Poem of the Week, by Cecilia Woloch
My father, who died last month, was a giant of a man from boyhood on. He was famous for keeping the house-heating wood stove in our kitchen cranked to stupefying levels of heat. Much of our childhood was spent in service to that wood stove: cutting, chopping, hauling and stacking wood to keep it fed.
Many of my abiding memories of my father are centered around wood, which, even in his eighties, he continued to chop and haul. As a child, his giant presence could be overwhelming, but I picture him now, and think of how easy it can be to overlook, in a giant man, the tenderness and gentleness that also lived inside him.
The Pick, by Cecilia Woloch
I watched him swinging the pick in the sun,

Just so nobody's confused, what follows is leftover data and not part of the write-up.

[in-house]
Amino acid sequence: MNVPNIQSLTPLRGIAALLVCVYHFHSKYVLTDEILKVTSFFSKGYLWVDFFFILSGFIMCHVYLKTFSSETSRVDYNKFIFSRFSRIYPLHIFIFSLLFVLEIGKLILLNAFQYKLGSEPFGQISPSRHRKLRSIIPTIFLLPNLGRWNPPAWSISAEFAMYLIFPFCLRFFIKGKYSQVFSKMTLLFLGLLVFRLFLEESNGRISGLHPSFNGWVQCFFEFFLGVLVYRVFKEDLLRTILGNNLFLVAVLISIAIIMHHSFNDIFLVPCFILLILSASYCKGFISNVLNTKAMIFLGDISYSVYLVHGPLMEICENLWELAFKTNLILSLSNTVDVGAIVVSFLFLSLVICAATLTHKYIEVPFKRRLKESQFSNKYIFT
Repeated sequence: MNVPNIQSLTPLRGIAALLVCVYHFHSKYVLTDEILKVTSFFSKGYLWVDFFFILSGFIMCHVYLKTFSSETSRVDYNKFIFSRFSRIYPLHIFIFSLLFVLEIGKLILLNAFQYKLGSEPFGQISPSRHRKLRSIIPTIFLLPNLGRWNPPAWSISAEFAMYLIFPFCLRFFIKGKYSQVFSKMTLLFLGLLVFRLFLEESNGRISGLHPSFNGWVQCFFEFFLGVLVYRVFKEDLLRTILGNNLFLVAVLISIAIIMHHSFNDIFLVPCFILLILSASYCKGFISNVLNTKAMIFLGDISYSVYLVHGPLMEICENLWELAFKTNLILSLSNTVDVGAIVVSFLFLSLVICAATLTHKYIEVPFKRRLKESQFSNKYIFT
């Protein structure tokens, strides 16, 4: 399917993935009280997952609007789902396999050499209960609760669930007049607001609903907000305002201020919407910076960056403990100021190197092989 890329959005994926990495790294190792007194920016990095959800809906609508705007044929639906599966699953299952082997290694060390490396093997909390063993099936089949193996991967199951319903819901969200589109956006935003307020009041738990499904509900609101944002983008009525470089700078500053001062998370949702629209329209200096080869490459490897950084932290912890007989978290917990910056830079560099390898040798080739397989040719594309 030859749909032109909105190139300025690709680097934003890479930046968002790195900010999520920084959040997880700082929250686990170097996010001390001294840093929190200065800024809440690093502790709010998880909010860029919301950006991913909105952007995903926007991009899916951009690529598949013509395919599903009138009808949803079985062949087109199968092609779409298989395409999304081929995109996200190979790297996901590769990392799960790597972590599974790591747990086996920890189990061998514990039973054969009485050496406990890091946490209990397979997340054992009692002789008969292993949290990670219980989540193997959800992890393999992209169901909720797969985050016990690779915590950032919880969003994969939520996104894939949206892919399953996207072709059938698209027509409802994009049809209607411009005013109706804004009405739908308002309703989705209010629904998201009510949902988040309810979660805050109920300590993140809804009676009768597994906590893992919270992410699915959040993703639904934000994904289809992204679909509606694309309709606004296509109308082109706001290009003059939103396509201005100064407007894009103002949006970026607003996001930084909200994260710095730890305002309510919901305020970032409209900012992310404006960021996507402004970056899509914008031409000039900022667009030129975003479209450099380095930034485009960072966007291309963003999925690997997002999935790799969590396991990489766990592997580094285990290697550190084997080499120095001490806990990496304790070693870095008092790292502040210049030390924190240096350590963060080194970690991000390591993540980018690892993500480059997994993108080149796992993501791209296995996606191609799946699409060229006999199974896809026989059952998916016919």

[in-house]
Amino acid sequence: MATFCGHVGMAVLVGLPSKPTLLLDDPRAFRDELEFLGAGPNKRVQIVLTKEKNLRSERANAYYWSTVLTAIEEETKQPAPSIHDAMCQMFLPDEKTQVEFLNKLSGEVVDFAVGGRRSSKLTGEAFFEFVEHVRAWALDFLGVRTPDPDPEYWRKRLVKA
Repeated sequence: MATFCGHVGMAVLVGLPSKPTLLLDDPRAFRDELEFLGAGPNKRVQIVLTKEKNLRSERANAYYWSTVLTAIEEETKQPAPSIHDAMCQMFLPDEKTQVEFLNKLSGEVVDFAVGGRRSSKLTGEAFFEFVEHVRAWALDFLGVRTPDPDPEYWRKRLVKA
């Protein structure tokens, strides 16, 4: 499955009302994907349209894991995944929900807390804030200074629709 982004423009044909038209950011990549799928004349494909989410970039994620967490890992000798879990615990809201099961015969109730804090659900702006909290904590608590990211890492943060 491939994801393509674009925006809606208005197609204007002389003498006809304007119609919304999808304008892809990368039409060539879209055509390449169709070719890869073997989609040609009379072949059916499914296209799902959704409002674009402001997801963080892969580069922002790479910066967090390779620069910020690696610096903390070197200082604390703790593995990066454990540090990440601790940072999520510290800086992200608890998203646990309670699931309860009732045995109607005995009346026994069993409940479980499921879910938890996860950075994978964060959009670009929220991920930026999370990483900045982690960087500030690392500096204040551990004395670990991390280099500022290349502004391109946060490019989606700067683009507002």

breaking the concrete steps into chunks of rock,
and the rocks into dust,
and the dust into earth again.
I must have sat for a very long time on the split rail fence,
just watching him.
My father’s body glistened with sweat,
his arms flew like dark wings over his head.
He was turning the backyard into terraces,
breaking the hill into two flat plains.
I took for granted the power of him,
though it frightened me, too.
I watched as he swung the pick into the air
and brought it down hard
and changed the shape of the world,
and changed the shape of the world again.
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